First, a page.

Cutting across industries automation has also impacted enabling services, such as HR services in cross organizations and sectors, financial and accounting services, and procurement. These enabling services are getting automated. India is accepting lots of these technologies. Not just India, but Singapore, some areas of Middle Asia. But I could say that India takes the lead in the field of automation.
Comparing 2 technological powers, what are the key differences between Indian and the US market of Robotics, AI, and ML?
The Americas are much ahead of the industry, as they are looking at more cognitive solutions, machine learning. Companies implement more analytics around bots, supporting the CEOs in making better decisions. Australia and the Americas are far ahead. They are looking for truly more advanced solutions. And they have use cases which are crucial in this industry. They are also ready to invest.
Still, on the subject of geographical dimension of RPA and AI development, what regions, in your opinion, are going to show the most significant growth?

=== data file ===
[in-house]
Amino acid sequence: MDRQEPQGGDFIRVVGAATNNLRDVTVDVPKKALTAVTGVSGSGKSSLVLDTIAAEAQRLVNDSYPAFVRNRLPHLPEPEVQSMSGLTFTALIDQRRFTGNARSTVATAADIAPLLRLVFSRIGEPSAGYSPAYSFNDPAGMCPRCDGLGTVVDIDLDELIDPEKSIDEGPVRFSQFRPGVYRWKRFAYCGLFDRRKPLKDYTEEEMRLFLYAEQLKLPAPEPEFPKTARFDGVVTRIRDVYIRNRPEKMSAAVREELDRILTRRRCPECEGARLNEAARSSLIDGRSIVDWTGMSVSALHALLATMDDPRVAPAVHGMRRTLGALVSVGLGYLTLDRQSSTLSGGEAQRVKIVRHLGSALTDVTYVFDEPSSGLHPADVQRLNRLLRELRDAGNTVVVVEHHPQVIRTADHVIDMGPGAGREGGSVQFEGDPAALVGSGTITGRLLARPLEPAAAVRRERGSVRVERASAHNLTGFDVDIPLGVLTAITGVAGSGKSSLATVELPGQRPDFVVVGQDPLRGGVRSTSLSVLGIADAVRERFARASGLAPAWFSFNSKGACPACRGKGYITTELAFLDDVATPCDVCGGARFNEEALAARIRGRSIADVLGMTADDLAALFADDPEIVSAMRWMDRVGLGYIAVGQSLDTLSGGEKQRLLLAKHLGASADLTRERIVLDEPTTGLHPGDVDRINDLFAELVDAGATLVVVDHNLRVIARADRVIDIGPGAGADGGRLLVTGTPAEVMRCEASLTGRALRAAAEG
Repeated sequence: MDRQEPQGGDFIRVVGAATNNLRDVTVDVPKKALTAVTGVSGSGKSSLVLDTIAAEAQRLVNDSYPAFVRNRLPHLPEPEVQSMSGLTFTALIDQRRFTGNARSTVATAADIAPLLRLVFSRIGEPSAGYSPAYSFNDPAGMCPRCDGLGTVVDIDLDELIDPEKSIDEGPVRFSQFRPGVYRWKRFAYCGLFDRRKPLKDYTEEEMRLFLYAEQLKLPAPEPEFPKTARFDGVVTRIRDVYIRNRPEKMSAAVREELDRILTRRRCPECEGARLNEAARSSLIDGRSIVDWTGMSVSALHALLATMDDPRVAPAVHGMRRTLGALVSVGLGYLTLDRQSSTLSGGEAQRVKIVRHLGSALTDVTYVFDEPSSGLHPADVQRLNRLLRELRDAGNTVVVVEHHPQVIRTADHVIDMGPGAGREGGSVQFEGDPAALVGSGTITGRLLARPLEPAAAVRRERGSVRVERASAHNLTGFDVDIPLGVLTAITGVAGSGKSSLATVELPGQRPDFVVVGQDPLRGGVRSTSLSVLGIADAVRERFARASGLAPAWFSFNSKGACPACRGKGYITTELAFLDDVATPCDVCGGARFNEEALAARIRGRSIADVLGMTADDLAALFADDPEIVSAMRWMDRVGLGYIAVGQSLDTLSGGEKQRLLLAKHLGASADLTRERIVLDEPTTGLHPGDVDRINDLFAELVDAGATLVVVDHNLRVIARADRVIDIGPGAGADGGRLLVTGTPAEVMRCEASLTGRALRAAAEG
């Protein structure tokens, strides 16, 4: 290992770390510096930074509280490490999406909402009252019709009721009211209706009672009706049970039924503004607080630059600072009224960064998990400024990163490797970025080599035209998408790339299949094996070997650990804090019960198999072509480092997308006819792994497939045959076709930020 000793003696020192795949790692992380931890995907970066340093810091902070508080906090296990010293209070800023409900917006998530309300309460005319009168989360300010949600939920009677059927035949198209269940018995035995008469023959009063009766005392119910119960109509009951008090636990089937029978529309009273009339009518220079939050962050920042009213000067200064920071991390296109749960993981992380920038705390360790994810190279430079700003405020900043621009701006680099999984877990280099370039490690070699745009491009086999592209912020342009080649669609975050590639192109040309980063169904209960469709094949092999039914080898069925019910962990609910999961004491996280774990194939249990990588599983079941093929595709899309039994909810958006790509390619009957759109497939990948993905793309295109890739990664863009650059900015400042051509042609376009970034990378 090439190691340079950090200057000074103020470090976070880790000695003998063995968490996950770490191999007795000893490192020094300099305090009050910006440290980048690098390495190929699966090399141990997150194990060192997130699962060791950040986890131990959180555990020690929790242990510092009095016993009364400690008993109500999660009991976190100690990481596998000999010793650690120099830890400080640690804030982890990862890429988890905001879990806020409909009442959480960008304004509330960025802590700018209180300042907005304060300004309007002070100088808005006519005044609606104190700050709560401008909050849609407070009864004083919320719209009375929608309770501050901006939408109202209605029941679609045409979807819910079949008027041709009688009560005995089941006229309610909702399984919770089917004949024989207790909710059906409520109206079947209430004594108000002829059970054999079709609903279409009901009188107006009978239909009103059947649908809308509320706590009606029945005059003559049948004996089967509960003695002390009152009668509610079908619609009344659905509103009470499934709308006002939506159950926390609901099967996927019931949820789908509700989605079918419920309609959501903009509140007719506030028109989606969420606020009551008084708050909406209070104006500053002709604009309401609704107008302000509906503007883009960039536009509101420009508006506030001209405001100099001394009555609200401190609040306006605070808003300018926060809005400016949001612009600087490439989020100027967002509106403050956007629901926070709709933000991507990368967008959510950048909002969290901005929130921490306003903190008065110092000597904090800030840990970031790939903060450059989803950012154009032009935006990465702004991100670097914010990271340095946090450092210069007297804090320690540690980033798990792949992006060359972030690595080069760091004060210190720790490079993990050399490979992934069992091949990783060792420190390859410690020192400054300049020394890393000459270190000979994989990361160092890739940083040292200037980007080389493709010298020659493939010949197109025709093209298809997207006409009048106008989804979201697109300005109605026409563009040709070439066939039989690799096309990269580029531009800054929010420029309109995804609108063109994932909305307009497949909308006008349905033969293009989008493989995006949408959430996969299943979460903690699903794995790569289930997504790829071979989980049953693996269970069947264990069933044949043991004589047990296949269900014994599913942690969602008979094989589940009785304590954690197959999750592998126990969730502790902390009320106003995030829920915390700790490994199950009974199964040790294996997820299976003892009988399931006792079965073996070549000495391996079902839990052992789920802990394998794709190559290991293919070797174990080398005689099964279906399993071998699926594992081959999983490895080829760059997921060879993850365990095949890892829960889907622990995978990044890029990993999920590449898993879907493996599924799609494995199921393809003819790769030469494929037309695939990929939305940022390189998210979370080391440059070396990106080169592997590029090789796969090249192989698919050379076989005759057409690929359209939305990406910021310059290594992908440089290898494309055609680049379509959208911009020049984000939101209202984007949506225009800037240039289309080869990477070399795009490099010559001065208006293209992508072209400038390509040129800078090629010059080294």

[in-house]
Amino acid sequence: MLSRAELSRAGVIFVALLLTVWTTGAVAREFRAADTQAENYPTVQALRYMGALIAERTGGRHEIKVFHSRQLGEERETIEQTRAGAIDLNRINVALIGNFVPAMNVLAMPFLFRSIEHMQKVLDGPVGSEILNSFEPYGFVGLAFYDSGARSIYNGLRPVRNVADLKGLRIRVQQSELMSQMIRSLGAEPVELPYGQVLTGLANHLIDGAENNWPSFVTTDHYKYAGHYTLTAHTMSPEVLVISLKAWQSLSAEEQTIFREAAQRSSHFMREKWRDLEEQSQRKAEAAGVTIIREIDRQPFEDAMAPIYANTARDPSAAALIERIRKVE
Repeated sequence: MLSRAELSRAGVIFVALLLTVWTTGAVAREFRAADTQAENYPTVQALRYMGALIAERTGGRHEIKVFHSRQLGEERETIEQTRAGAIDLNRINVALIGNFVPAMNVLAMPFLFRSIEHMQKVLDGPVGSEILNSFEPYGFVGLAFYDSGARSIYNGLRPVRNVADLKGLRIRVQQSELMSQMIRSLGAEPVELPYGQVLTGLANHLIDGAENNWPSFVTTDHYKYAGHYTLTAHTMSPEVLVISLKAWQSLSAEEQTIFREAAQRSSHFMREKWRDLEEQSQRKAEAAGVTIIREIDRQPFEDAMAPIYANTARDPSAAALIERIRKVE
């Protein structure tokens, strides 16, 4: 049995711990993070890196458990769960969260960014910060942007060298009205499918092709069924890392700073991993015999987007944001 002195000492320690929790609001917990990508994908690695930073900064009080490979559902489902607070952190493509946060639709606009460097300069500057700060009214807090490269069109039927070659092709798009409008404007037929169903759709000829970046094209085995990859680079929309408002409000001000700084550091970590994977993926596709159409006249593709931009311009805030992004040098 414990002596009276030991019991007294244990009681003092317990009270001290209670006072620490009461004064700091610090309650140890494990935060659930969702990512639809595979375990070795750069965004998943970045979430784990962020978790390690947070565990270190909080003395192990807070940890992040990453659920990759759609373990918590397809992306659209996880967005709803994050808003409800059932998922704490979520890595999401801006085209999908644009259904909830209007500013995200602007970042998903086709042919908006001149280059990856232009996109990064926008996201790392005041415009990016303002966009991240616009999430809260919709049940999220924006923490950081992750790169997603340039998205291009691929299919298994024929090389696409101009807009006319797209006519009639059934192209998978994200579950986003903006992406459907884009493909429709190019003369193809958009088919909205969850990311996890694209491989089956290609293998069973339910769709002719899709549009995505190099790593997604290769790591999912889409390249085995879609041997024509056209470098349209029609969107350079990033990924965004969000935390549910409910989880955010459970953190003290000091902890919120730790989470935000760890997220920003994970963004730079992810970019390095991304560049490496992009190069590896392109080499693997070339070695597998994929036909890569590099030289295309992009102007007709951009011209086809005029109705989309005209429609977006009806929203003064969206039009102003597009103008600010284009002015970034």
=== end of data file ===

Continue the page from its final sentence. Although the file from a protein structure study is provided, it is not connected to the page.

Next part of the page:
I certainly look at India as an automation capital of the world. I can see it happening today. So I believe that India will be the one.
“according to estimates released by NASSCOM, AI could contribute $957 billion to India’s economy by 2035, with agriculture, education, healthcare, and infrastructure as the primary sectors benefiting from it. … According to predictions from Microsoft India, this number is expected to shoot up to 60% by 2021”.
During one of the expert talks in August 2019 on Artificial intelligence in Government & Public Services, you said that AI might play a significant role in disaster management and crisis. Now we are in 2020, and a massive crisis is associated with COVID-19 in many countries. What could you say about the role of AI and automation in this specific case?
According to estimates released by NASSCOM, AI could contribute $957 billion to India’s economy by 2035, with agriculture, education, healthcare, and infrastructure as the primary sectors benefiting from it. … According to predictions from Microsoft India, this number is expected to shoot up to 60% by 2021.
Public administration has adopted information and communication technology to construct new intelligent systems and design new risk prevention strategies.